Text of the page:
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Inclusion. The blog for the Center for Disability Studies.

Resist “liking” certain photos

By Cory Nourie

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We’ve all seen it on Facebook. A picture of a child, with some sort of disability/medical condition/genetic anomaly, and the message “Like if you think this child is beautiful” or “Share if this child deserves friends” or something like that. Most of the time the picture is being posted from a website, not the child’s family. All of this unnerves me. I think social media has the power to draw attention to many issues and conditions that people may not otherwise know about. The Ice Bucket challenge is a good example: Amyotrophic lateral sclerosis research received millions of dollars because of it. People were talking about ALS and learning about ALS at an unprecedented rate.

But it’s different when a website is pushing the “Like if I am beautiful“-message for a child no one knows. It concerns me because I feel that child is being made into a mascot or tragic figure that disability advocates have fought for decades to move beyond. People “liking” that photograph aren’t doing anything to help that child or the medical professionals who are working to enhance quality of life. The family isn’t receiving any benefit from the “like” and the viralization of their child’s photo. Instead, strangers around the world are looking at that picture and saying, “ooow, what does he have?” Or they’re saying “how is that possible?” Or they’re saying “that poor child.” It reminds me too much of the telethons of years gone by. Haven’t we moved beyond that? Additionally, the websites that latch onto the child’s picture and post it could make money on each “like” and “share,” right?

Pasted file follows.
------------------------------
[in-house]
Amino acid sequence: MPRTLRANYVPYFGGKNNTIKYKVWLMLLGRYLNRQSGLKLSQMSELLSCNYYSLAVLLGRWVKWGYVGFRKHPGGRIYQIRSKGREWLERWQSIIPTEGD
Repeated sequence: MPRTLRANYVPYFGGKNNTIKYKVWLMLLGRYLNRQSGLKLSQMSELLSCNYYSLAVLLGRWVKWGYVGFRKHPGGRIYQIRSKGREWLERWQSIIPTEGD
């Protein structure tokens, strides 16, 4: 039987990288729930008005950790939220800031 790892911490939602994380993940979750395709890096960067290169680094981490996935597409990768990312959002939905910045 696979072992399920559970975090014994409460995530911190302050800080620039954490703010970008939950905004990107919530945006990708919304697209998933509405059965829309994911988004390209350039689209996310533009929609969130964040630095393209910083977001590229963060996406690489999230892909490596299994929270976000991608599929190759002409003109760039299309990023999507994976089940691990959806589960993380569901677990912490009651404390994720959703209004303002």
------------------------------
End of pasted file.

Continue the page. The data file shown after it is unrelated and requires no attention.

While I understand the service-level intent of the people who “like” and share the photos, it worries me about the underlying assumptions and beliefs the world has about disability and difference. So if you see me on Facebook, you won’t find me liking some stranger’s picture or sharing other people’s posts. That’s the role of the parent to do. The reality is families have children with disabilities daily. What my friends have taught me in the disability community is they do not view themselves as heroes. They don’t need to be patronized or sympathized. If you see a child who is beautiful, tell the parent that. Talk to the child. Include the child. Don’t bother “liking” the photo you’re being urged to like because the child and/or her parents pretty much never have anything to do with the post.

About the Author

Cory Nourie is the Patient Transition Social Work Coordinator at the Nemours Alfred I duPont Hospital for Children in Wilmington, Del. where her mantra — “Is it is helpful or positive?” – guides her energy and efforts.

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Comments

  • I agree–such requests are patronizing. It fosters the idea, in the person who “likes” that they’re being supportive when they’re not doing anything meaningful for that child as an individual

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